“Apprenticeship” Model Gives Student Workers Chance To Learn on the Job
When Caitlin McCleery enrolled at Rensselaer, she never expected she’d end up learning so much about smoke machines and LED lights. Since February, the junior biomedical engineering student has been working with the stage technologies team at the Curtis R. Priem Experimental Media and Performing Arts Center (EMPAC) and, as anyone who has been attending EMPAC shows this fall knows, stage fog and colored strobe lights have been a ubiquitous part of the fall season.
McCleery knew the basics of stage lighting from her experience in high school theater, and has spent much of her college years working with UPAC Lights, the Student Union-run lighting club. Last winter, a graduating senior in UPAC suggested that she apply for a student job at EMPAC. After a couple of emails with the EMPAC master electrician, Dan Swalec, she found herself hanging lights for Extra Shapes, an EMPAC-commissioned dance performance by choreographer DD Dorvillier, which premiered in March.
“I thought it was cool you didn’t need to know what you were doing at first,” McCleery said. “They really let you learn on the job.”
McCleery is one of about 10 students who work behind the scenes on all EMPAC productions, aiding the lighting, video, audio, and stage teams with all aspects of the projects’ development and performance. “I like the ones I get to work on the whole way through,” she said, listing the season-opening MashUP! student dance party and the ongoing Charles Atlas 3D movie shoot as personal favorites. “It’s great practice working with people and troubleshooting problems as they come up. The more time I spend with the team, the more I learn. And then I get to help teach new students who join.”
This “apprenticeship” model for student work extends across all of EMPAC’s departments, from the production teams and the box office and ushering staff, to the curatorial team, administrative office, and public relations team. In total, close to 70 students currently work at EMPAC, making it one of the largest student employers on campus.
“You don’t realize how involved students are at EMPAC,” said Beth Lotterer, a senior materials science and engineering student who has been working at the EMPAC box office since her sophomore year. “There are a huge variety of opportunities.”
Lotterer had little to no experience with EMPAC before she applied for a job as an usher. But she advanced quickly to become an event captain and this year made the transition to the box office, where students are regularly EMPAC’s public face. “I like being here because you get to talk to lots of different people,” she said. “On the rest of campus, we’re very math-focused; here it’s a different aspect we don’t really get in class.”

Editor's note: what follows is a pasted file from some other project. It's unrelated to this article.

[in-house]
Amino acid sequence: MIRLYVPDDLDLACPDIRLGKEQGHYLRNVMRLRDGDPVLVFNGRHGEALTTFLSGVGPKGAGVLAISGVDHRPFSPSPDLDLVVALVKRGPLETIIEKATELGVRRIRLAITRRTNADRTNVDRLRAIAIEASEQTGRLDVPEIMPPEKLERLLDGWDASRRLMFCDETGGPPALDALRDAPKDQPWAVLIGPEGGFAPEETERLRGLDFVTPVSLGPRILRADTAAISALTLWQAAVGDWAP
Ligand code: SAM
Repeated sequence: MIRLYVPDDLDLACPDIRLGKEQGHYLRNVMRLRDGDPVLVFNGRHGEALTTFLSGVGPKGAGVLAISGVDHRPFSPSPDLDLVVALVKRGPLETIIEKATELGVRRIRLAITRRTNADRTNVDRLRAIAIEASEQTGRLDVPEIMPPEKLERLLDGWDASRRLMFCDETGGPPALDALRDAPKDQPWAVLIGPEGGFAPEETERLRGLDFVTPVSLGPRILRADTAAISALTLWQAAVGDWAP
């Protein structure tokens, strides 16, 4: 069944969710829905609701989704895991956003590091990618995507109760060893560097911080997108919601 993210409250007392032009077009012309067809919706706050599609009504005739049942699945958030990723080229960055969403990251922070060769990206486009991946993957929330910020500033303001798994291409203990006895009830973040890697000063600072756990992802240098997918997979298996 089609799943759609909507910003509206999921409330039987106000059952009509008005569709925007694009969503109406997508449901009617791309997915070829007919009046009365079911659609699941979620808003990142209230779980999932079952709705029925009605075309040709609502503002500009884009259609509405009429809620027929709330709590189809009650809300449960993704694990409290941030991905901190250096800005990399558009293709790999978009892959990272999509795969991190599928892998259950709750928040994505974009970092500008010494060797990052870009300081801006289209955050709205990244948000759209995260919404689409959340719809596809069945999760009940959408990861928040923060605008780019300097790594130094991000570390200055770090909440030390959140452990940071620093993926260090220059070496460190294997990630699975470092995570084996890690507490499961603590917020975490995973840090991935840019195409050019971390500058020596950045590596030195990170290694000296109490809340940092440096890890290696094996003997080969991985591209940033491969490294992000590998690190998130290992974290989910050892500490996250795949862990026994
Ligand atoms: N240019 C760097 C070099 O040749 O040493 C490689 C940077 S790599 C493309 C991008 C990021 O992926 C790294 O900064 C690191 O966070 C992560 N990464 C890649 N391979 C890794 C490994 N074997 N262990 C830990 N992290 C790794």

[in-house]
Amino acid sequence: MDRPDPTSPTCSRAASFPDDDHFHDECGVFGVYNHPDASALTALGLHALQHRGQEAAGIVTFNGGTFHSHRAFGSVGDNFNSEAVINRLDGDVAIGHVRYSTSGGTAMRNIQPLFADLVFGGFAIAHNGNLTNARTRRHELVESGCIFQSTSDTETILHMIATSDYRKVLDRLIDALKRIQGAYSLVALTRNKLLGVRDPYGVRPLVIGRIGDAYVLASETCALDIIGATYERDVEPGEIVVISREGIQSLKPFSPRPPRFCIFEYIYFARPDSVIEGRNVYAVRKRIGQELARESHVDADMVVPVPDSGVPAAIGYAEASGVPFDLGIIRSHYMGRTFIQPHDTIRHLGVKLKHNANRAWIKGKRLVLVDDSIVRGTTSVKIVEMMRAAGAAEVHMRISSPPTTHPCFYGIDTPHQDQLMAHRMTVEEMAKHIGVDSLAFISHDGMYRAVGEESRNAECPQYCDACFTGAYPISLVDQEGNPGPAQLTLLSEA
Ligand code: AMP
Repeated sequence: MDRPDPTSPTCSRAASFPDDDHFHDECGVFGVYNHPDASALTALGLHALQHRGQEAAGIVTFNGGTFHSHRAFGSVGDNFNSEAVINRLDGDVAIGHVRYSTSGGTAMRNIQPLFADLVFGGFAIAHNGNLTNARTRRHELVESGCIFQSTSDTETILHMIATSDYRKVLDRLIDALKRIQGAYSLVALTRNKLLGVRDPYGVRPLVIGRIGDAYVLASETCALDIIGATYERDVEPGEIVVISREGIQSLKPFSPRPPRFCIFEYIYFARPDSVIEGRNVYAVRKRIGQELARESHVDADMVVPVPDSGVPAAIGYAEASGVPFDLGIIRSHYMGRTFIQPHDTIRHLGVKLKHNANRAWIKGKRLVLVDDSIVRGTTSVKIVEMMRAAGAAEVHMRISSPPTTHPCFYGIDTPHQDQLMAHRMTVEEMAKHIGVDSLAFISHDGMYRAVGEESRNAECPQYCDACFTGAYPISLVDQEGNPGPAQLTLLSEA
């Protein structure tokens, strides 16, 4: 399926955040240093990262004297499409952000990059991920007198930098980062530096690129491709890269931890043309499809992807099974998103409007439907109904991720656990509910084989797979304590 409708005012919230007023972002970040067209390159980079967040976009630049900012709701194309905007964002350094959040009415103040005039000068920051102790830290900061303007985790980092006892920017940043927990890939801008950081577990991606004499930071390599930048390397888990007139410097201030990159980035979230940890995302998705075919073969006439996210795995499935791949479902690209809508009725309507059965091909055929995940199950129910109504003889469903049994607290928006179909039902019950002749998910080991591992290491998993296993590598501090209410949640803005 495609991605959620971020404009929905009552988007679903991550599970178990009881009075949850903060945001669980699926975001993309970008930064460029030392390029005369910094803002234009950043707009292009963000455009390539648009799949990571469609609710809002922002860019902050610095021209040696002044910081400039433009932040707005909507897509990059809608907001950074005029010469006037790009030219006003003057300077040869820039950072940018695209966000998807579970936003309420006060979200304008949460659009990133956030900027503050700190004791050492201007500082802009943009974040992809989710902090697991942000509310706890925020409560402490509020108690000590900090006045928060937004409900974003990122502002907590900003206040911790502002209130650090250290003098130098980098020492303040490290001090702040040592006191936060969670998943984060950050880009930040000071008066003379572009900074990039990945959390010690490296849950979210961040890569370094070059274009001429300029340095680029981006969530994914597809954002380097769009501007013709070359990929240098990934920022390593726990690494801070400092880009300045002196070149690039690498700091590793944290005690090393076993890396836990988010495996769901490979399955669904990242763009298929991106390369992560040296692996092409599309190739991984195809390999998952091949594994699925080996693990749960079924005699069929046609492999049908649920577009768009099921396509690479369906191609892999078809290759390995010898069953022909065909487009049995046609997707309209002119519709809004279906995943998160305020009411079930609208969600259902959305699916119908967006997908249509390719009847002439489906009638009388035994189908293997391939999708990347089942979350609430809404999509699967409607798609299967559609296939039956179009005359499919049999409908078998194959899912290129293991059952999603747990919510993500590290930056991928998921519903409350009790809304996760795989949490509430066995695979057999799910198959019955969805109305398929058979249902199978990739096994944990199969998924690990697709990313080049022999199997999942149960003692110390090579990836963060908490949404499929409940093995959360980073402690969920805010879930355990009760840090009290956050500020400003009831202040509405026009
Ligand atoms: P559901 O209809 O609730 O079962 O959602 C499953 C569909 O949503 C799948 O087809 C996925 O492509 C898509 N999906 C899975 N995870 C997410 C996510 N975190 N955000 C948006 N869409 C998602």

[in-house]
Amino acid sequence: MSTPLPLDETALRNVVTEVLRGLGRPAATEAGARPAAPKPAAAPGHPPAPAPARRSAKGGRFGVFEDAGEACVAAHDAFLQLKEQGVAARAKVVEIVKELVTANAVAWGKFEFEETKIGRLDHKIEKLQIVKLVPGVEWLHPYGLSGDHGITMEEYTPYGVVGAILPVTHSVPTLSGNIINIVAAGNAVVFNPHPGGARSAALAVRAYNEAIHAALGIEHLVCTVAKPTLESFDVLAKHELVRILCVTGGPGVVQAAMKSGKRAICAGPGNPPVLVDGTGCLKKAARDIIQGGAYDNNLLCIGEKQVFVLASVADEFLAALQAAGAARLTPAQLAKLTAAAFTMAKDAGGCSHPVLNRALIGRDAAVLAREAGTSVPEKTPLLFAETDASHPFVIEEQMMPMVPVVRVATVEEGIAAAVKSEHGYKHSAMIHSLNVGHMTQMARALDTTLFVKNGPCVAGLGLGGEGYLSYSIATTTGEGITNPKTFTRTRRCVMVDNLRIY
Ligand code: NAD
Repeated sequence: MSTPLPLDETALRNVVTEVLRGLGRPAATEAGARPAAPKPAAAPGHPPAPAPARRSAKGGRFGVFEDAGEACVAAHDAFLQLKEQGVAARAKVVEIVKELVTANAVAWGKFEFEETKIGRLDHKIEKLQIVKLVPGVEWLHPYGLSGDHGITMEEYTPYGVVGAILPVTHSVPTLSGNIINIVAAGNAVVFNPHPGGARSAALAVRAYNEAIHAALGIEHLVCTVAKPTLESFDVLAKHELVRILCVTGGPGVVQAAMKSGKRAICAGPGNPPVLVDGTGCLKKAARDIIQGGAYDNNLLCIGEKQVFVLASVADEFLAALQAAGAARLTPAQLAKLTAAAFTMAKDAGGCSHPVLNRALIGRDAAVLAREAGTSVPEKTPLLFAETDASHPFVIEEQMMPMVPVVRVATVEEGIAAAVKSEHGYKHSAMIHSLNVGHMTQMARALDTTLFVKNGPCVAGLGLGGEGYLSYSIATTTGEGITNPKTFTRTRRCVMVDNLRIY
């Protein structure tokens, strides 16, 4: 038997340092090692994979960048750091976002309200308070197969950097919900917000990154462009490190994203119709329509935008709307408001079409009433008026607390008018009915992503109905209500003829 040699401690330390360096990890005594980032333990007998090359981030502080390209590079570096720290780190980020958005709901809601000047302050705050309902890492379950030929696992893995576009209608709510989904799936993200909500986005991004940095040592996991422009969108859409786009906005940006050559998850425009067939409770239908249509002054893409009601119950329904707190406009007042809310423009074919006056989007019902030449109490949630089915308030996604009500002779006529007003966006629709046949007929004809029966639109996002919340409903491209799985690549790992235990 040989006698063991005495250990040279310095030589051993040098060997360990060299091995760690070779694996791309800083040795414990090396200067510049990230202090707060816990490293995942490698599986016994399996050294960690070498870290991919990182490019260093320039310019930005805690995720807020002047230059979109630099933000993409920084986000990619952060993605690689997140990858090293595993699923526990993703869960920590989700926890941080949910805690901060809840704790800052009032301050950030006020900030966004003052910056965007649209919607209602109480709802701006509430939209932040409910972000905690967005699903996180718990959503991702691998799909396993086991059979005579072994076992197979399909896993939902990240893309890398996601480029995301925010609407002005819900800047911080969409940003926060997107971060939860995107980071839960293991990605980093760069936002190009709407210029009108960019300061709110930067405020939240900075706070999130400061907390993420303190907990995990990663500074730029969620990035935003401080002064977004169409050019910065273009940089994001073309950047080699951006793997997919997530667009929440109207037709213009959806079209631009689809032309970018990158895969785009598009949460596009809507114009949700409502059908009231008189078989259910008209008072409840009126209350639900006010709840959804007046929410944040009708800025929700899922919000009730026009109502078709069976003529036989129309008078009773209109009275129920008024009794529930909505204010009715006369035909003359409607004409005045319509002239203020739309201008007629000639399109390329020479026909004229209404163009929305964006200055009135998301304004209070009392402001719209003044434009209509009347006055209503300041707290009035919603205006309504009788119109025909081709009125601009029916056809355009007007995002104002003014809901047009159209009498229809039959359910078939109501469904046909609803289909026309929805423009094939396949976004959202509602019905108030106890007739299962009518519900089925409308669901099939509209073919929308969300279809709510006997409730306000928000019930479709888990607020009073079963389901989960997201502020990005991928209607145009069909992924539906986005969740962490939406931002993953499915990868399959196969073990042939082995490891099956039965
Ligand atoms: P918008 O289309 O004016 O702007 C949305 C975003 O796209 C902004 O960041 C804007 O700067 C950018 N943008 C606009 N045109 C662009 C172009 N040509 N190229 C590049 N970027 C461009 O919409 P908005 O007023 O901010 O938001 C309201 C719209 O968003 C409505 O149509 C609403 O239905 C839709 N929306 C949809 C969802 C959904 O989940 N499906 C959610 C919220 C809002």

Asked if her work experience complements her coursework and career aspirations, Lotterer said, “Being able to interact with customers is something that has benefited me. It’s great for business and something you can only learn through experience.”
Recent graduate Gordon Clement ’14 might best represent the trajectory of an EMPAC apprentice. For his Navigating Rensselaer & Beyond (NRB) student orientation event, Clement attended the very first MashUP! in 2010, working with the EMPAC video team during the audiovisual workshop sessions that preceded and planned the show.
A visual arts class he took his freshman year drew him back to many of EMPAC’s events, got him involved in the People Using Live Software and Electronics (PULSE) club, and led him to enroll in IT for Arts and Performance, taught then by EMPAC research engineer Eric Ameres ’88, in 2011. An invitation from Ameres led to Clement joining the EMPAC team as a student research engineer in the summer of 2012. Working on projects such as Thom Kubli’s Black Hole Horizon, which used the geometrodynamic physics of black holes to create giant soap bubbles with enormous audio horns, Clement found himself writing code, refining control systems, 3-D printing, and also “coiling a lot of cables.”
One of his biggest projects had to do with improving the production and test scenario for EMPAC’s 50-foot diameter 360-degree panoramic projection screen. Clement and Ameres decided to build a smaller scale model to do so and in the process realized they had invented “a whole different thing.” The project evolved into “the Campfire,” a visualization tool that supports group interaction and communication. It synchronizes a number of projectors to display data, videos, or maps in three-dimensional space, with the users sitting around it like a real campfire. A patent for this innovative tool is currently being pursued by Rensselaer. (See related story, page 7.)
After graduating last December with a degree in information technology and web science (with a concentration in arts and performance), Clement has been hired as the “media systems integrator to support the newly created Cognitive Immersive Systems Laboratory (CISL) at EMPAC (see related story, page 1). What began as a bit of curiosity in the EMPAC program has become a full-time job in his field of study. And Clement says the process is far easier than most Rensselaer students think.
“If you come to a few events, have an open mind, and look at the technology, you’ll get past the hang up—‘why are they doing this?’—and get to ‘wow, this is crazy and awesome,’ ” he said.